The Elements of Bureaucratic Style


The Elements of Bureaucratic Style

The bureaucratic voice presents governments and corporations as placid, apologetic, and unmovable. It also makes their victims as active as possible.

A United Airlines jets sits at the gate at Denver International Airport. (AP Photo/David Boe)

This story was funded by Longreads Members

Join and help support great storytelling

Colin Dickey | Longreads | April 2017 | 12 minutes | 3000 words

On Monday night, Oscar Munoz, the CEO of United Airlines, sent an internal email to his staff regarding the incident on Flight 3411 in which members of Chicago Aviation Security forcibly removed a customer who refused to give up his seat when asked. In the note, Munoz offered an explanation of events and a defense of both his employees and law enforcement. The email ended up on Twitter where its contents were roundly excoriated.

Munoz’s email is, in its own way, a work of art; a triumph of the willingness to pass the buck. It misstates objective facts and shifts responsibility onto the passenger, David Dao, who ended up bloody and dazed after the encounter.

As you will read, the situation was unfortunately compounded when one of the passengers was politely asked to deplane refused and it became necessary to contact Chicago Aviation Officers to help.

What struck me as I read the email is how a careful and consistent use of syntax, grammar, and diction is marshaled to make a series of points both subtle and unsubtle. On Twitter, I referred to it as a “master class in the use of the passive voice to avoid responsibility,” and followed with a few tweets that highlighted its use of language to shift the blame on to the victim.

The thread landed, at some point, in the Twitter feed of a British writer named Oliver Kamm, the author of Accidence Will Happen: A Recovering Pedant’s Guide to English Language and Style. Kamm responded that my grammatical analysis was “way out,” and over several tweets accused me of misunderstanding the passive voice and its usage in Munoz’s email. (Kamm was right in many of his criticisms: I used the phrase “it became necessary” as an example of the passive voice, which is incorrect, and in my haste I referred to “passive verbs” rather than the passive voice.)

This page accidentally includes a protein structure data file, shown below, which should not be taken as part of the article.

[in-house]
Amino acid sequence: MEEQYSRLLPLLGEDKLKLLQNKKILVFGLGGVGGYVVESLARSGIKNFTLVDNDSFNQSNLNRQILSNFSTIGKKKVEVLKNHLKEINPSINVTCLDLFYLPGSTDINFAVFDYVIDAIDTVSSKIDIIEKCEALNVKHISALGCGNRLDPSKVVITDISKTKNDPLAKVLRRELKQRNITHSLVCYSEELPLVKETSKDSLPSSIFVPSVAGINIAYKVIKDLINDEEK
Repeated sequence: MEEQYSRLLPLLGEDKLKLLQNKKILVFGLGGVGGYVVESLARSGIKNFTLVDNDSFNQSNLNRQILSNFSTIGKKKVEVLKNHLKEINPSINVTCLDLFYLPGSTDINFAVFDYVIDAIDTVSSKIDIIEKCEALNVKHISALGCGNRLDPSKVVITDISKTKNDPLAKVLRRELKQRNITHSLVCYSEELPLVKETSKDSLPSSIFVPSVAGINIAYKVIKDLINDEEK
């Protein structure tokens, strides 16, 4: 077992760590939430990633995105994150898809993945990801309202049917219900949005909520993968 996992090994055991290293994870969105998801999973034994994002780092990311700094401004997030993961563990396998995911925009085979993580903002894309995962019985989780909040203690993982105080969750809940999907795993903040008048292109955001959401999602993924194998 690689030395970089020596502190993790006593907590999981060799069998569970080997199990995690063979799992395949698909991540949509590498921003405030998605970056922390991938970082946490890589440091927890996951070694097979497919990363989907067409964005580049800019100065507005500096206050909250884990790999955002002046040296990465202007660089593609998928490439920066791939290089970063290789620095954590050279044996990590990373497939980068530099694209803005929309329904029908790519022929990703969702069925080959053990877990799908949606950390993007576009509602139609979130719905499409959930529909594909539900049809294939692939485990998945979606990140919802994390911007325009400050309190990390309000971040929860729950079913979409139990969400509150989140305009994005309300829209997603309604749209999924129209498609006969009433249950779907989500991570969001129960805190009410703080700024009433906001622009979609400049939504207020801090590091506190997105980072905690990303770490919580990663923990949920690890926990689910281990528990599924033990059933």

What became clear to me in this exchange is that the passive voice is itself unsuited for the lexical landscape of United’s email, which itself is part of a larger world we now find ourselves in, where corporate and government bureaucracies rely heavily on language to shape our perception. Munoz’s email relies heavily on the passive voice to evade culpability, but he also employs a host of other rhetorical moves that collude to put the blame on the man who was assaulted and carried out on a stretcher. Like a well-trained bureaucrat, Munoz used an array of syntactical choices in a predictable, quantifiable, and deliberate manner, and it’s time we recognize it for what it is.

To continue reading go to